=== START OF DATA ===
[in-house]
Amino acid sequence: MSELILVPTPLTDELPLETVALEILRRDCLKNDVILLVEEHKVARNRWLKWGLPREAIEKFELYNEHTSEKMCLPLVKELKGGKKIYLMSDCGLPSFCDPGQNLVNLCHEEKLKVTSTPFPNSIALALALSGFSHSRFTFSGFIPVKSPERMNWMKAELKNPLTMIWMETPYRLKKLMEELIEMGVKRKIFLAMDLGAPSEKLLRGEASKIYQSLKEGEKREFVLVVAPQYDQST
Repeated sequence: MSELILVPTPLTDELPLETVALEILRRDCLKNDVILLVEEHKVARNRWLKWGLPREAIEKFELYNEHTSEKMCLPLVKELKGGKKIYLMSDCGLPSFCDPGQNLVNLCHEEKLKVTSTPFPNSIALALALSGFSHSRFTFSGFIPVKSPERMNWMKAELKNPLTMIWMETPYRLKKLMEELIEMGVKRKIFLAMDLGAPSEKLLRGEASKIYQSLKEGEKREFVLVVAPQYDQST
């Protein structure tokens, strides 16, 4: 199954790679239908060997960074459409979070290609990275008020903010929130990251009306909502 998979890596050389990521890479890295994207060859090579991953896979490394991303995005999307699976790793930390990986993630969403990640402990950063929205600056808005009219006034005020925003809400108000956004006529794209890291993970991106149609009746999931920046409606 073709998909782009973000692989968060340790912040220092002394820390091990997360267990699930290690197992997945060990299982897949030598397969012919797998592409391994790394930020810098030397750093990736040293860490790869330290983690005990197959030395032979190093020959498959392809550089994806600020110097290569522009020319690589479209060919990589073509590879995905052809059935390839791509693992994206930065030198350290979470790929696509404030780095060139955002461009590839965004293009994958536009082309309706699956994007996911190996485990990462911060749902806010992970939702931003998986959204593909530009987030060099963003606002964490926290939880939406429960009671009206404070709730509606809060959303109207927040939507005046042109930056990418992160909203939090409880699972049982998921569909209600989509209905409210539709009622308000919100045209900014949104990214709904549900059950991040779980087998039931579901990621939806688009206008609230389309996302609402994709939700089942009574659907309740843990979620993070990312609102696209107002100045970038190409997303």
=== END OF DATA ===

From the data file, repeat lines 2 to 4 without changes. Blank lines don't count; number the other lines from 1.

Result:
Amino acid sequence: MSELILVPTPLTDELPLETVALEILRRDCLKNDVILLVEEHKVARNRWLKWGLPREAIEKFELYNEHTSEKMCLPLVKELKGGKKIYLMSDCGLPSFCDPGQNLVNLCHEEKLKVTSTPFPNSIALALALSGFSHSRFTFSGFIPVKSPERMNWMKAELKNPLTMIWMETPYRLKKLMEELIEMGVKRKIFLAMDLGAPSEKLLRGEASKIYQSLKEGEKREFVLVVAPQYDQST
Repeated sequence: MSELILVPTPLTDELPLETVALEILRRDCLKNDVILLVEEHKVARNRWLKWGLPREAIEKFELYNEHTSEKMCLPLVKELKGGKKIYLMSDCGLPSFCDPGQNLVNLCHEEKLKVTSTPFPNSIALALALSGFSHSRFTFSGFIPVKSPERMNWMKAELKNPLTMIWMETPYRLKKLMEELIEMGVKRKIFLAMDLGAPSEKLLRGEASKIYQSLKEGEKREFVLVVAPQYDQST
């Protein structure tokens, strides 16, 4: 199954790679239908060997960074459409979070290609990275008020903010929130990251009306909502 998979890596050389990521890479890295994207060859090579991953896979490394991303995005999307699976790793930390990986993630969403990640402990950063929205600056808005009219006034005020925003809400108000956004006529794209890291993970991106149609009746999931920046409606 073709998909782009973000692989968060340790912040220092002394820390091990997360267990699930290690197992997945060990299982897949030598397969012919797998592409391994790394930020810098030397750093990736040293860490790869330290983690005990197959030395032979190093020959498959392809550089994806600020110097290569522009020319690589479209060919990589073509590879995905052809059935390839791509693992994206930065030198350290979470790929696509404030780095060139955002461009590839965004293009994958536009082309309706699956994007996911190996485990990462911060749902806010992970939702931003998986959204593909530009987030060099963003606002964490926290939880939406429960009671009206404070709730509606809060959303109207927040939507005046042109930056990418992160909203939090409880699972049982998921569909209600989509209905409210539709009622308000919100045209900014949104990214709904549900059950991040779980087998039931579901990621939806688009206008609230389309996302609402994709939700089942009574659907309740843990979620993070990312609102696209107002100045970038190409997303």